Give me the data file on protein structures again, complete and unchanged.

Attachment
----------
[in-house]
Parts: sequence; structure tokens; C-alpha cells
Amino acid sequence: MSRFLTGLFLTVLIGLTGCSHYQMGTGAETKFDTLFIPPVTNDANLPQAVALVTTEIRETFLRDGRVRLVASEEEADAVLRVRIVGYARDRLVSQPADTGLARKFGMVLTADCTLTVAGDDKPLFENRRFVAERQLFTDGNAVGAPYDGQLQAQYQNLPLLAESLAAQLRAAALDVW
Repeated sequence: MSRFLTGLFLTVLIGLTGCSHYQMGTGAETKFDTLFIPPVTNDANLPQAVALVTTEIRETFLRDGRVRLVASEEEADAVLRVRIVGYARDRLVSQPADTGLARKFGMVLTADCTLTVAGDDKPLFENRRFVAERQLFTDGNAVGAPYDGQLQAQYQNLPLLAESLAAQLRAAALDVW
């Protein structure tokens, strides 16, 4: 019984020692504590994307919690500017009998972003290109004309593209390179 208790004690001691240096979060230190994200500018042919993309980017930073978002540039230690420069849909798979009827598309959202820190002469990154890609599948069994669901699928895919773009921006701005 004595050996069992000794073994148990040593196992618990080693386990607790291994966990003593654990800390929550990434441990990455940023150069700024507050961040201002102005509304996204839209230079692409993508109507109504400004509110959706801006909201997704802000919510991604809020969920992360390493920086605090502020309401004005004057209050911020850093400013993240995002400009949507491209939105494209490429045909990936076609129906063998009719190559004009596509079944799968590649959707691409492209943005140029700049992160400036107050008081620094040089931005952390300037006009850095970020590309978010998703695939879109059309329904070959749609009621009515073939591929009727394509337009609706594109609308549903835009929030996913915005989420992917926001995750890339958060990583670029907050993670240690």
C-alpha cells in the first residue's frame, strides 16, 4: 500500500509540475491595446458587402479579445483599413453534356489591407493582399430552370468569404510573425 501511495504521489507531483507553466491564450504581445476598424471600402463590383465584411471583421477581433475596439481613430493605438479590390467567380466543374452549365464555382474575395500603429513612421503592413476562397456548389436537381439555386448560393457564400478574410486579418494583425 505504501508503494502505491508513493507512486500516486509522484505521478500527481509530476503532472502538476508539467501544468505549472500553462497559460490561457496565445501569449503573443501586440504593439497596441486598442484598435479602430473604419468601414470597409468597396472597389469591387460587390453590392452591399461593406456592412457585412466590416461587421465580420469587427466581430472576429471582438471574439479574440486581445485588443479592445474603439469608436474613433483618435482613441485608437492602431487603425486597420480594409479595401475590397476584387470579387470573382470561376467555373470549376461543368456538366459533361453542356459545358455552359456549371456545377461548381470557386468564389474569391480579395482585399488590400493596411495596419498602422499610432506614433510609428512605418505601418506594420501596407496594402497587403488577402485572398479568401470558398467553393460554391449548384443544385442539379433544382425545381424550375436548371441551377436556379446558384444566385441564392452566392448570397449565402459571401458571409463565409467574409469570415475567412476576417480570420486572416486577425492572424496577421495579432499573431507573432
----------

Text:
[in-house]
Parts: sequence; structure tokens; C-alpha cells
Amino acid sequence: MSRFLTGLFLTVLIGLTGCSHYQMGTGAETKFDTLFIPPVTNDANLPQAVALVTTEIRETFLRDGRVRLVASEEEADAVLRVRIVGYARDRLVSQPADTGLARKFGMVLTADCTLTVAGDDKPLFENRRFVAERQLFTDGNAVGAPYDGQLQAQYQNLPLLAESLAAQLRAAALDVW
Repeated sequence: MSRFLTGLFLTVLIGLTGCSHYQMGTGAETKFDTLFIPPVTNDANLPQAVALVTTEIRETFLRDGRVRLVASEEEADAVLRVRIVGYARDRLVSQPADTGLARKFGMVLTADCTLTVAGDDKPLFENRRFVAERQLFTDGNAVGAPYDGQLQAQYQNLPLLAESLAAQLRAAALDVW
């Protein structure tokens, strides 16, 4: 019984020692504590994307919690500017009998972003290109004309593209390179 208790004690001691240096979060230190994200500018042919993309980017930073978002540039230690420069849909798979009827598309959202820190002469990154890609599948069994669901699928895919773009921006701005 004595050996069992000794073994148990040593196992618990080693386990607790291994966990003593654990800390929550990434441990990455940023150069700024507050961040201002102005509304996204839209230079692409993508109507109504400004509110959706801006909201997704802000919510991604809020969920992360390493920086605090502020309401004005004057209050911020850093400013993240995002400009949507491209939105494209490429045909990936076609129906063998009719190559004009596509079944799968590649959707691409492209943005140029700049992160400036107050008081620094040089931005952390300037006009850095970020590309978010998703695939879109059309329904070959749609009621009515073939591929009727394509337009609706594109609308549903835009929030996913915005989420992917926001995750890339958060990583670029907050993670240690």
C-alpha cells in the first residue's frame, strides 16, 4: 500500500509540475491595446458587402479579445483599413453534356489591407493582399430552370468569404510573425 501511495504521489507531483507553466491564450504581445476598424471600402463590383465584411471583421477581433475596439481613430493605438479590390467567380466543374452549365464555382474575395500603429513612421503592413476562397456548389436537381439555386448560393457564400478574410486579418494583425 505504501508503494502505491508513493507512486500516486509522484505521478500527481509530476503532472502538476508539467501544468505549472500553462497559460490561457496565445501569449503573443501586440504593439497596441486598442484598435479602430473604419468601414470597409468597396472597389469591387460587390453590392452591399461593406456592412457585412466590416461587421465580420469587427466581430472576429471582438471574439479574440486581445485588443479592445474603439469608436474613433483618435482613441485608437492602431487603425486597420480594409479595401475590397476584387470579387470573382470561376467555373470549376461543368456538366459533361453542356459545358455552359456549371456545377461548381470557386468564389474569391480579395482585399488590400493596411495596419498602422499610432506614433510609428512605418505601418506594420501596407496594402497587403488577402485572398479568401470558398467553393460554391449548384443544385442539379433544382425545381424550375436548371441551377436556379446558384444566385441564392452566392448570397449565402459571401458571409463565409467574409469570415475567412476576417480570420486572416486577425492572424496577421495579432499573431507573432